Naomi Care discusses new tory plans to axe billions from the welfare budget, continuing the attacks on some of the most vulnerable people in society
It is rare that a news article scares me, but the leaked documents from the Department for Work and Pensions (DWP) that the BBC published details of yesterday made my heart stop for a second. The documents revealed that Conservatives have made plans to cut £12billion from the welfare budget by targeting a number of benefits, including limiting child benefit to the first two children, taxing disability benefits and restricting carer’s allowance to those who are eligible for universal credit (approximately 40% of carers would lose out). My fear comes from knowing that the Tories are more than capable of carrying out vicious cuts to the disabled, because they already have.
The onslaught that those with disabilities have already faced under this government should be enough to cause national outrage. Let’s check a few of the basics. In April 2013 the new disability allowance, PIP, was introduced with the explicit intent to cut spending on the benefit by 20%. Then came a show, reminiscent of Tommy Cooper’s magic acts, of such unimaginable incompetence that one can only assume it was planned. First came a backlog of PIP assessments, leaving over a quarter of a million disabled claimants waiting 28 weeks for their claim to be assessed. By January 2015 the waiting time was reduced to 20 weeks, approximately 5 months.
However, as if being left without vital benefits for half a year is not enough, then came the PIP disappearing act. During 2014 almost two out of three claims for PIP were refused for those who were not terminally ill. Currently one in three people who previously received DLA will not get PIP, which is pumping fear into those who know they’ll be forced to make the transition to PIP in the up and coming months.
And then, to demonstrate that the government absolutely wants to ensure that those who need to apply for these benefits are faced with as much incompetence as humanly possible, they appointed Atos to carry out the majority of assessments for PIP. I’m not sure if you’ve been introduced to Atos, they’re the firm that was forced to end their contract early for carrying out fit for work assessments in 2014 due to ‘significant quality failures’. They built up a backlog of over 700,000 people waiting for assessments to receive employment and support allowance (ESA) and became well known for pushing vulnerable people off the benefit, sound familiar?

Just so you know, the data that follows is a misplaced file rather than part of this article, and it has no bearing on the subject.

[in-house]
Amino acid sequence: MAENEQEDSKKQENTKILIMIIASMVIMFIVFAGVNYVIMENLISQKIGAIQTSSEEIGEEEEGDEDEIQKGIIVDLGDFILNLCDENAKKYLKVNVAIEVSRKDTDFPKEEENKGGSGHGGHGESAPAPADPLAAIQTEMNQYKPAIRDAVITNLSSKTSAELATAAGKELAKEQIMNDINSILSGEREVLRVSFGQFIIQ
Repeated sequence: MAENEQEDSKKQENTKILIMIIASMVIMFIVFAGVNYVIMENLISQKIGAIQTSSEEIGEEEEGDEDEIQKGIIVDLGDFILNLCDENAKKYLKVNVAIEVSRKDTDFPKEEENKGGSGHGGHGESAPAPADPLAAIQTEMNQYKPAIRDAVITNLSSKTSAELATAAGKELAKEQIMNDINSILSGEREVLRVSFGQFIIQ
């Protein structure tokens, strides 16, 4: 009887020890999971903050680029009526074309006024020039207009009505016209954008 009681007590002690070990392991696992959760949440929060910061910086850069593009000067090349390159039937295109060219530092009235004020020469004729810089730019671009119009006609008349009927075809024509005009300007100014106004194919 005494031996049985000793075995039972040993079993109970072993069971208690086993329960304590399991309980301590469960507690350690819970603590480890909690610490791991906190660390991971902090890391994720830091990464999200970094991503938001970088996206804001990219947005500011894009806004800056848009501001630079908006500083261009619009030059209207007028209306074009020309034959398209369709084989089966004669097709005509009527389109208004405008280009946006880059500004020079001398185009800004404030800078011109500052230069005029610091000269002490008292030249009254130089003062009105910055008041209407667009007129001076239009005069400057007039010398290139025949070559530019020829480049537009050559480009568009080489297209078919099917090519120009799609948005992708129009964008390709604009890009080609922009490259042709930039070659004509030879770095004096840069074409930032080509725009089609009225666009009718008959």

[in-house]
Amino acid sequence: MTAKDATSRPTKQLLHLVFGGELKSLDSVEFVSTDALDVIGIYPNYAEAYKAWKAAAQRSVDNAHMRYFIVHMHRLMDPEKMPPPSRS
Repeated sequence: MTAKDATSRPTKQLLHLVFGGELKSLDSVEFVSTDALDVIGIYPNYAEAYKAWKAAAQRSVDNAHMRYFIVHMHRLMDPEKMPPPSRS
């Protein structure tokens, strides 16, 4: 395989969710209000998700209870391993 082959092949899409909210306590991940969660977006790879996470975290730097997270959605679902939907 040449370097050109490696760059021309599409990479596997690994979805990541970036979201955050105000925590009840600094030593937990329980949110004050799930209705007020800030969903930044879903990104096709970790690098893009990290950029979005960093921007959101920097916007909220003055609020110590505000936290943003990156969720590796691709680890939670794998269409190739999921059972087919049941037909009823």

This unbelievable level of cruel stupidity would almost be funny, except that it leaves vulnerable people in the harsh grasp of a benefits system that has little concern over their welfare. In the first 8 months of last year, 1,000 claimants died after Atos deemed them capable of some work. After their assessment their benefits were reduced and time limited to a year. By Christmas last year the DWP was urged to make substantial changes by mental health and disability charities after it emerged that over 60 people had committed suicide due to DWP activity. Campaigners believe this is just the tip of the iceberg.
However, what scares me most is that support for those with disabilities is waning. The government’s rhetoric of scroungers, fakers and frauds when discussing disability benefits has led to an increase in resentment and abuse directed at those with disabilities. Charities such as Scope report that increasingly people are aggressively questioned by members of the public to check if they’re really disabled. The public also have access to a handy fraud hotline to report disability fakers. A report of fakery to the DWP currently results in any DLA being stopped and the claimant being asked to apply for PIP (with the 5 month backlog), regardless of the validity of the original complaint. This does seem fair considering a whopping 0.3% of incapacity benefit is considered by the DWP to be fraudulent, oh wait.
My hope is that the leaked documents may make people think twice before they vote in May. However, my heart tells me that the public have enough information, they know that this government works against vulnerable people, they know they are happy ripping financial lifelines away from terminally ill people and they know that over 3.7 million disabled people have been affected by the cuts, and yet they do not care enough to take a stand. What’s required is love and anger in solidarity, letters to MPs, marches in the streets and protests until the weight of austerity is lifted off the shoulders of the most vulnerable. For me, I hope for change, but I remain scared for the future.